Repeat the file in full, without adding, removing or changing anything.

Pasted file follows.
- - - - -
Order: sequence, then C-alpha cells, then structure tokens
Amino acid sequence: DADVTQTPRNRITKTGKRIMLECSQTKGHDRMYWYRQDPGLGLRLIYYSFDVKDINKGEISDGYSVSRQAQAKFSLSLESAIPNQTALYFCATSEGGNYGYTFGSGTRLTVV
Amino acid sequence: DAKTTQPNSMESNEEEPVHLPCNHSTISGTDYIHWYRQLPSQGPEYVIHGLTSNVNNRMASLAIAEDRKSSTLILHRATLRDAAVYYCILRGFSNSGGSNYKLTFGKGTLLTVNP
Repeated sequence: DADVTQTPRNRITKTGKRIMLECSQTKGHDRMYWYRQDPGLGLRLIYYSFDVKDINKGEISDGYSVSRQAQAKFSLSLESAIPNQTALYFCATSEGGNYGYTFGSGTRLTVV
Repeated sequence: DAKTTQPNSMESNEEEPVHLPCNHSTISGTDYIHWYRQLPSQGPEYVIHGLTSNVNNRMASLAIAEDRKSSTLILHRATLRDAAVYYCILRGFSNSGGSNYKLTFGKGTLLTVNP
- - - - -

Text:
Order: sequence, then C-alpha cells, then structure tokens
Amino acid sequence: DADVTQTPRNRITKTGKRIMLECSQTKGHDRMYWYRQDPGLGLRLIYYSFDVKDINKGEISDGYSVSRQAQAKFSLSLESAIPNQTALYFCATSEGGNYGYTFGSGTRLTVV
Amino acid sequence: DAKTTQPNSMESNEEEPVHLPCNHSTISGTDYIHWYRQLPSQGPEYVIHGLTSNVNNRMASLAIAEDRKSSTLILHRATLRDAAVYYCILRGFSNSGGSNYKLTFGKGTLLTVNP
Repeated sequence: DADVTQTPRNRITKTGKRIMLECSQTKGHDRMYWYRQDPGLGLRLIYYSFDVKDINKGEISDGYSVSRQAQAKFSLSLESAIPNQTALYFCATSEGGNYGYTFGSGTRLTVV
Repeated sequence: DAKTTQPNSMESNEEEPVHLPCNHSTISGTDYIHWYRQLPSQGPEYVIHGLTSNVNNRMASLAIAEDRKSSTLILHRATLRDAAVYYCILRGFSNSGGSNYKLTFGKGTLLTVNP